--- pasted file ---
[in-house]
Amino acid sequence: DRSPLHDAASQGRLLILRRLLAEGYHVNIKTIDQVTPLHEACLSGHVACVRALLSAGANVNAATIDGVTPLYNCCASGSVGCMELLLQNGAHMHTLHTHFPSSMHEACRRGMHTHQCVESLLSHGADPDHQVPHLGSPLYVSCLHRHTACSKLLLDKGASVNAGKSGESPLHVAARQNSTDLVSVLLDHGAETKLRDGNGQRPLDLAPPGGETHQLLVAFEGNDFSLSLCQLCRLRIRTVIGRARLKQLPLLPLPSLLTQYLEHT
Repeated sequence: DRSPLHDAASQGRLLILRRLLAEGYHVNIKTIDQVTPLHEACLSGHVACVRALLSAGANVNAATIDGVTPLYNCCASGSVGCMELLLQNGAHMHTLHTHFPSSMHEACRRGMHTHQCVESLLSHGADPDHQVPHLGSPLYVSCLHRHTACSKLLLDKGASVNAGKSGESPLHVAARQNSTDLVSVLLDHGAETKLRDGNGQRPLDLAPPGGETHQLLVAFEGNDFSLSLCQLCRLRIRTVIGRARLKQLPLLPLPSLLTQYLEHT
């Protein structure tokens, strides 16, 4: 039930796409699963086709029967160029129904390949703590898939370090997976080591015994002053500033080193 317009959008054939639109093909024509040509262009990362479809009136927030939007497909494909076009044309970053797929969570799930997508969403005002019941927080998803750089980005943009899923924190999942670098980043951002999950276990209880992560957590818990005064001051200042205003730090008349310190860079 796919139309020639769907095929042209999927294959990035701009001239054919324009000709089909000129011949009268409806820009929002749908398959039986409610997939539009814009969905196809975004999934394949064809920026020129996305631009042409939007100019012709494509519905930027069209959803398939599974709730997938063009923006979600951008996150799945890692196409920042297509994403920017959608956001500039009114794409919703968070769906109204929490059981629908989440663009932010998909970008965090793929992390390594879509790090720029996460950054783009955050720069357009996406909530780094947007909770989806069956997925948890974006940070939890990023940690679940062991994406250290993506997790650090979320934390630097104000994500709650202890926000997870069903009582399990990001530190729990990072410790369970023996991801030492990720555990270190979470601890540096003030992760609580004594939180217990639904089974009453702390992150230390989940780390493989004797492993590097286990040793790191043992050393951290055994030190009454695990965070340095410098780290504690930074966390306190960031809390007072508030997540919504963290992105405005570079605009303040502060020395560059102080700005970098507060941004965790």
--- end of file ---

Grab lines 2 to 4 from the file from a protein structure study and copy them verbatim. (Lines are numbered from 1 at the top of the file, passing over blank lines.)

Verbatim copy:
Amino acid sequence: DRSPLHDAASQGRLLILRRLLAEGYHVNIKTIDQVTPLHEACLSGHVACVRALLSAGANVNAATIDGVTPLYNCCASGSVGCMELLLQNGAHMHTLHTHFPSSMHEACRRGMHTHQCVESLLSHGADPDHQVPHLGSPLYVSCLHRHTACSKLLLDKGASVNAGKSGESPLHVAARQNSTDLVSVLLDHGAETKLRDGNGQRPLDLAPPGGETHQLLVAFEGNDFSLSLCQLCRLRIRTVIGRARLKQLPLLPLPSLLTQYLEHT
Repeated sequence: DRSPLHDAASQGRLLILRRLLAEGYHVNIKTIDQVTPLHEACLSGHVACVRALLSAGANVNAATIDGVTPLYNCCASGSVGCMELLLQNGAHMHTLHTHFPSSMHEACRRGMHTHQCVESLLSHGADPDHQVPHLGSPLYVSCLHRHTACSKLLLDKGASVNAGKSGESPLHVAARQNSTDLVSVLLDHGAETKLRDGNGQRPLDLAPPGGETHQLLVAFEGNDFSLSLCQLCRLRIRTVIGRARLKQLPLLPLPSLLTQYLEHT
């Protein structure tokens, strides 16, 4: 039930796409699963086709029967160029129904390949703590898939370090997976080591015994002053500033080193 317009959008054939639109093909024509040509262009990362479809009136927030939007497909494909076009044309970053797929969570799930997508969403005002019941927080998803750089980005943009899923924190999942670098980043951002999950276990209880992560957590818990005064001051200042205003730090008349310190860079 796919139309020639769907095929042209999927294959990035701009001239054919324009000709089909000129011949009268409806820009929002749908398959039986409610997939539009814009969905196809975004999934394949064809920026020129996305631009042409939007100019012709494509519905930027069209959803398939599974709730997938063009923006979600951008996150799945890692196409920042297509994403920017959608956001500039009114794409919703968070769906109204929490059981629908989440663009932010998909970008965090793929992390390594879509790090720029996460950054783009955050720069357009996406909530780094947007909770989806069956997925948890974006940070939890990023940690679940062991994406250290993506997790650090979320934390630097104000994500709650202890926000997870069903009582399990990001530190729990990072410790369970023996991801030492990720555990270190979470601890540096003030992760609580004594939180217990639904089974009453702390992150230390989940780390493989004797492993590097286990040793790191043992050393951290055994030190009454695990965070340095410098780290504690930074966390306190960031809390007072508030997540919504963290992105405005570079605009303040502060020395560059102080700005970098507060941004965790």